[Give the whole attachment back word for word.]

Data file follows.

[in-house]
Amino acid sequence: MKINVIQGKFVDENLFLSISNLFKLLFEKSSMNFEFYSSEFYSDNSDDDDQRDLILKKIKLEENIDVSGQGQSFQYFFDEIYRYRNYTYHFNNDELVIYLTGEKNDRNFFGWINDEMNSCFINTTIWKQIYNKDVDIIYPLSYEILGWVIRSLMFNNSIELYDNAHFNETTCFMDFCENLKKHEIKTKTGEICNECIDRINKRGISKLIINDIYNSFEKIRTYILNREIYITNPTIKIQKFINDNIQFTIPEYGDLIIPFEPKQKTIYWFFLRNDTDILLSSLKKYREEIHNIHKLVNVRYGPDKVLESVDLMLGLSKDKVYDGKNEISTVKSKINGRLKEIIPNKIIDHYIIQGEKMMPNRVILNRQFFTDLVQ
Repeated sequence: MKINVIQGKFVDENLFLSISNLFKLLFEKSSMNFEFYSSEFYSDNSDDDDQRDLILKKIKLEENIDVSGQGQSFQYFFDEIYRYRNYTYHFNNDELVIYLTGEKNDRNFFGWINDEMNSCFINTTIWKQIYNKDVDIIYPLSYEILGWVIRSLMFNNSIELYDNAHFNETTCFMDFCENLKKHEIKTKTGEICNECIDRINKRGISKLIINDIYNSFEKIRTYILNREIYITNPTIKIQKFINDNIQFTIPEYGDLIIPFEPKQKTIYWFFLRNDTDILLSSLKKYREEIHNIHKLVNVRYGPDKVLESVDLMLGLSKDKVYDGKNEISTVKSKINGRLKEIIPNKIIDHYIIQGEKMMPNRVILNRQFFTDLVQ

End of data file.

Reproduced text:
[in-house]
Amino acid sequence: MKINVIQGKFVDENLFLSISNLFKLLFEKSSMNFEFYSSEFYSDNSDDDDQRDLILKKIKLEENIDVSGQGQSFQYFFDEIYRYRNYTYHFNNDELVIYLTGEKNDRNFFGWINDEMNSCFINTTIWKQIYNKDVDIIYPLSYEILGWVIRSLMFNNSIELYDNAHFNETTCFMDFCENLKKHEIKTKTGEICNECIDRINKRGISKLIINDIYNSFEKIRTYILNREIYITNPTIKIQKFINDNIQFTIPEYGDLIIPFEPKQKTIYWFFLRNDTDILLSSLKKYREEIHNIHKLVNVRYGPDKVLESVDLMLGLSKDKVYDGKNEISTVKSKINGRLKEIIPNKIIDHYIIQGEKMMPNRVILNRQFFTDLVQ
Repeated sequence: MKINVIQGKFVDENLFLSISNLFKLLFEKSSMNFEFYSSEFYSDNSDDDDQRDLILKKIKLEENIDVSGQGQSFQYFFDEIYRYRNYTYHFNNDELVIYLTGEKNDRNFFGWINDEMNSCFINTTIWKQIYNKDVDIIYPLSYEILGWVIRSLMFNNSIELYDNAHFNETTCFMDFCENLKKHEIKTKTGEICNECIDRINKRGISKLIINDIYNSFEKIRTYILNREIYITNPTIKIQKFINDNIQFTIPEYGDLIIPFEPKQKTIYWFFLRNDTDILLSSLKKYREEIHNIHKLVNVRYGPDKVLESVDLMLGLSKDKVYDGKNEISTVKSKINGRLKEIIPNKIIDHYIIQGEKMMPNRVILNRQFFTDLVQ